At the Directors Guild of America theater on a recent Saturday night, Warren Beatty watched "Reds" with an audience for the first time in 25 years.
It's not that he didn't want to see the movie since its release in 1981. After all, he directed, produced, co-wrote and costarred in the film about two American revolutionaries. In many ways, it was the one project that was always with him. It established him as a serious-minded actor with a deep interest in politics; it became the foundation for everything political he would do since.
But how would it hold up?
The DGA screening was a celebration, of sorts, for the "Reds" release today on DVD. Beatty was in the company of those who remember the days when Hollywood was still making epic films with intermissions. "It probably never would have been made today," Beatty said.
Afterward, the crowd gave a standing ovation to Beatty, who said he was surprised by the reaction — the audience's and his own. The movie that he created at the height of the Cold War and in the midst of Reagan economics, had suddenly taken on new meaning in a time of real war.
"It's more assessable now than it was then," said Beatty, in an interview. "It was fascinating to me the audience's response. The jokes were clearer, the remarks more resonant. The things that we attempt to excuse in the name of patriotism are clearer, as is the futility of war.
"These values, these conflicts are eternal."
Perhaps, Beatty reflected, he should have pushed for the release of the movie on DVD sooner. There's a lot in the 3 1/2-hour movie to absorb. Home viewing makes sense.
The digitally restored movie, released by Paramount, is available on two discs, with six "Witness to Reds" featurettes about the making of the film.
"I've never really paid attention to the DVD," Beatty said. "I've never pushed to have DVDs released on any of my movies, let alone 'Reds.' I never realized it was as important to that incarnation as I now do. It allows the older and more sophisticated audiences to experience the movies on their own terms."
"Capote" director Bennett Miller, who moderated Beatty's Q&A after the "Reds" screening, said he welcomed the DVD release. He managed to find a VHS tape of the movie years ago and has watched it over and over. It has served as a guide for what cinema could accomplish, he told Beatty. "This movie takes on all the problems of humanity," Miller said.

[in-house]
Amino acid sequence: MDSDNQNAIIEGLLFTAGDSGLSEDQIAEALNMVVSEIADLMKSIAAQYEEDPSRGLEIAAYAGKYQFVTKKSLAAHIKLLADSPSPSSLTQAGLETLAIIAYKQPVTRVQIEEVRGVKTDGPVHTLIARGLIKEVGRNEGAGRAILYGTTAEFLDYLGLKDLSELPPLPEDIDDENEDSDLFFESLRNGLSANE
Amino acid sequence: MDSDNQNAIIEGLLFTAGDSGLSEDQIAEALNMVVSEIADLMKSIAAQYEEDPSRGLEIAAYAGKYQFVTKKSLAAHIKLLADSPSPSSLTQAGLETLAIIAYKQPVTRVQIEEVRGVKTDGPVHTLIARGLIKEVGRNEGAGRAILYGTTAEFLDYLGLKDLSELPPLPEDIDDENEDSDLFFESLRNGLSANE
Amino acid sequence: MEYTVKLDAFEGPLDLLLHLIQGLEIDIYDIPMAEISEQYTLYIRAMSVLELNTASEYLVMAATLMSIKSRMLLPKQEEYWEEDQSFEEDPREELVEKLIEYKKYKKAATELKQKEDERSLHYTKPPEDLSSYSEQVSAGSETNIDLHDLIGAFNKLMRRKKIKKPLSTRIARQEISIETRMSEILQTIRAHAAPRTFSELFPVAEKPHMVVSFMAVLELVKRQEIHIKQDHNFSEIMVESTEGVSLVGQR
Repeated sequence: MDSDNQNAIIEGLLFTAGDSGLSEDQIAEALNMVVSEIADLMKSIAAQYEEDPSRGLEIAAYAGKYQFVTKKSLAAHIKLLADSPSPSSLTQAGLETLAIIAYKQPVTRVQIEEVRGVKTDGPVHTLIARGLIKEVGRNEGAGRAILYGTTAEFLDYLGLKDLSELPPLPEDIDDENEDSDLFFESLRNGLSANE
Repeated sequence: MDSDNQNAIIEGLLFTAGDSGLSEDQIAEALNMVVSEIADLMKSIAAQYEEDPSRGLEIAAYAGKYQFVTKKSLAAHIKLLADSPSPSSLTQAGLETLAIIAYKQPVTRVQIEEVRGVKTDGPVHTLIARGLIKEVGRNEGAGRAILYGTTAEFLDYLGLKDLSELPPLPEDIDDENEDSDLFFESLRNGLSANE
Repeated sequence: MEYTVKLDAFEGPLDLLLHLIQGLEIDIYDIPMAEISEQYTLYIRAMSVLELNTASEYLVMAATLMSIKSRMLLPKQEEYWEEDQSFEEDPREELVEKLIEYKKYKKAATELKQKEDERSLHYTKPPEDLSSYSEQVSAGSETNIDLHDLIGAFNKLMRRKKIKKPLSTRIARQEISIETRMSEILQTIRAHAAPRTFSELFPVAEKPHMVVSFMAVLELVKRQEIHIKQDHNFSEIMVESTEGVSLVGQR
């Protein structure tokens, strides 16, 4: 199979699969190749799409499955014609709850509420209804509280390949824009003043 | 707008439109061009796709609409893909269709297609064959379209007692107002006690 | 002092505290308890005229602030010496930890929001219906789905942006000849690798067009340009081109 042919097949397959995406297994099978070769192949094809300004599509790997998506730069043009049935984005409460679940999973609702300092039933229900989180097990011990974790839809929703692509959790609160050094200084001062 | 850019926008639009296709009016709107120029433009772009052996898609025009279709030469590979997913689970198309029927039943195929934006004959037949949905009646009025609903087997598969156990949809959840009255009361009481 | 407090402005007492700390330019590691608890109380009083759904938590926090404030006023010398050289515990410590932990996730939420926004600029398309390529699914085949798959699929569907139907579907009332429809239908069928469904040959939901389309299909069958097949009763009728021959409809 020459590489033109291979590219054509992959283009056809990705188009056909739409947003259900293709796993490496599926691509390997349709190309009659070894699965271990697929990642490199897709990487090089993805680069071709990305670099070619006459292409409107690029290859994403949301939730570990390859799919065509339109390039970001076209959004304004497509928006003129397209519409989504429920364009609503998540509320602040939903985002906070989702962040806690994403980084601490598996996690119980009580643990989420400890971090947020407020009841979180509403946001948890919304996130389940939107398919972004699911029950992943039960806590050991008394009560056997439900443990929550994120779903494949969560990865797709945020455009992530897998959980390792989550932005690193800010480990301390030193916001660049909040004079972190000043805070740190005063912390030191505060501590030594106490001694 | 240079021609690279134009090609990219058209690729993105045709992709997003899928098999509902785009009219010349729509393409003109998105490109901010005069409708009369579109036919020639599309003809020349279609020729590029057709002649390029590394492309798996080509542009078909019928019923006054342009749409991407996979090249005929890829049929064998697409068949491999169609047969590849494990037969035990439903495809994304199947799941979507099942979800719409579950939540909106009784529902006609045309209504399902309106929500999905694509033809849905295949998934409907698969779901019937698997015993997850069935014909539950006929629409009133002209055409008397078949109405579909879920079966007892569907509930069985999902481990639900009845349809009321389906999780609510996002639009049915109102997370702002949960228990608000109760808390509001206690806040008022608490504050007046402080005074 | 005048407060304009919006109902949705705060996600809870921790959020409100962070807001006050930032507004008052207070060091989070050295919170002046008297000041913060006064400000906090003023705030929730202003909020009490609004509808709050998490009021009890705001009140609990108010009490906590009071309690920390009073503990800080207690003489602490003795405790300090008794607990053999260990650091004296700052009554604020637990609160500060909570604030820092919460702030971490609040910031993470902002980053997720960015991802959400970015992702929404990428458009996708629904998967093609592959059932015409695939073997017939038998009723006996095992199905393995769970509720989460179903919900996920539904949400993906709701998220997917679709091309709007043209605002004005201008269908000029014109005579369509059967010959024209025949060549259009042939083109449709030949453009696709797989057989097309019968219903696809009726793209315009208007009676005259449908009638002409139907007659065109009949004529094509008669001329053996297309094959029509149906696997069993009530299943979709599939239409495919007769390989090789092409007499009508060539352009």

The movie portrays the life of John Reed, a Portland-born rebel who believes in the Communist cause so passionately that he travels to Russia in 1917 to participate in the revolution. Along the way, Reed (Beatty) falls in love with equally idealistic Louise Bryant (Diane Keaton).
"It may be to Beatty's credit that he doesn't delete or water down the serious political issues that rage throughout the film," Los Angeles Times film critic Sheila Benson wrote when the film was released. "It was an unparalleled time, and Beatty gives it full weight."
"I've always been interested in the conflict between the personal life and the public life," Beatty said recently. "Those factors always touched me about the story between the young idealists. It moved me that they gave up what many people are comforted by in their personal lives — they never had a child. And Reed dies before they can continue their lives."
Coming of age in the '60s, Beatty said "Reds" gave him an outlet to "dramatize things that I felt I knew about." It was a huge success, with 12 Academy Award nominations.
The actor said he screened the film for President Ronald Reagan, a personal friend, at the White House.
Reagan was fascinated. "He turned to me and said, 'I didn't know you can produce and write and direct and act at the same time,' " Beatty said. "Then the president said: 'I was kind of hoping for a happy ending.' "
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